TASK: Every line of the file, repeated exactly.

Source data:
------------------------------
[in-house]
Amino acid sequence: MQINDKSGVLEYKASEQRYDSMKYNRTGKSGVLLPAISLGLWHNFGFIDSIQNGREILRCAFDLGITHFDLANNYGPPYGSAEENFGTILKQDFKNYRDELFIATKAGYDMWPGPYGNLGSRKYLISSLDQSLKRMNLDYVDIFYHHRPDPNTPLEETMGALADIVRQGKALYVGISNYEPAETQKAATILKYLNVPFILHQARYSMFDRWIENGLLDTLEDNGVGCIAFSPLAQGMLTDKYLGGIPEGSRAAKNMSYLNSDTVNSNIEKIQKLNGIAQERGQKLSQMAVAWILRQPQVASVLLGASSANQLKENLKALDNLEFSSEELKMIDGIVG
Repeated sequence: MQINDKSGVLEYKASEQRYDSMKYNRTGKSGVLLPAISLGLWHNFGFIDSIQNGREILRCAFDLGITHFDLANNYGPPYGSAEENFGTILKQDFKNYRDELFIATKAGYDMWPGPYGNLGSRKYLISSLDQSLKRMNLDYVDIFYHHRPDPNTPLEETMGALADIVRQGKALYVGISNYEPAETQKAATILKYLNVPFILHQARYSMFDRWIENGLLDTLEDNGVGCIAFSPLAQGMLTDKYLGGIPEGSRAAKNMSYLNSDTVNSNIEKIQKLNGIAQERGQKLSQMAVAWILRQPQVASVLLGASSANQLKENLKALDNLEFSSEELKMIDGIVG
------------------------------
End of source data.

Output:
[in-house]
Amino acid sequence: MQINDKSGVLEYKASEQRYDSMKYNRTGKSGVLLPAISLGLWHNFGFIDSIQNGREILRCAFDLGITHFDLANNYGPPYGSAEENFGTILKQDFKNYRDELFIATKAGYDMWPGPYGNLGSRKYLISSLDQSLKRMNLDYVDIFYHHRPDPNTPLEETMGALADIVRQGKALYVGISNYEPAETQKAATILKYLNVPFILHQARYSMFDRWIENGLLDTLEDNGVGCIAFSPLAQGMLTDKYLGGIPEGSRAAKNMSYLNSDTVNSNIEKIQKLNGIAQERGQKLSQMAVAWILRQPQVASVLLGASSANQLKENLKALDNLEFSSEELKMIDGIVG
Repeated sequence: MQINDKSGVLEYKASEQRYDSMKYNRTGKSGVLLPAISLGLWHNFGFIDSIQNGREILRCAFDLGITHFDLANNYGPPYGSAEENFGTILKQDFKNYRDELFIATKAGYDMWPGPYGNLGSRKYLISSLDQSLKRMNLDYVDIFYHHRPDPNTPLEETMGALADIVRQGKALYVGISNYEPAETQKAATILKYLNVPFILHQARYSMFDRWIENGLLDTLEDNGVGCIAFSPLAQGMLTDKYLGGIPEGSRAAKNMSYLNSDTVNSNIEKIQKLNGIAQERGQKLSQMAVAWILRQPQVASVLLGASSANQLKENLKALDNLEFSSEELKMIDGIVG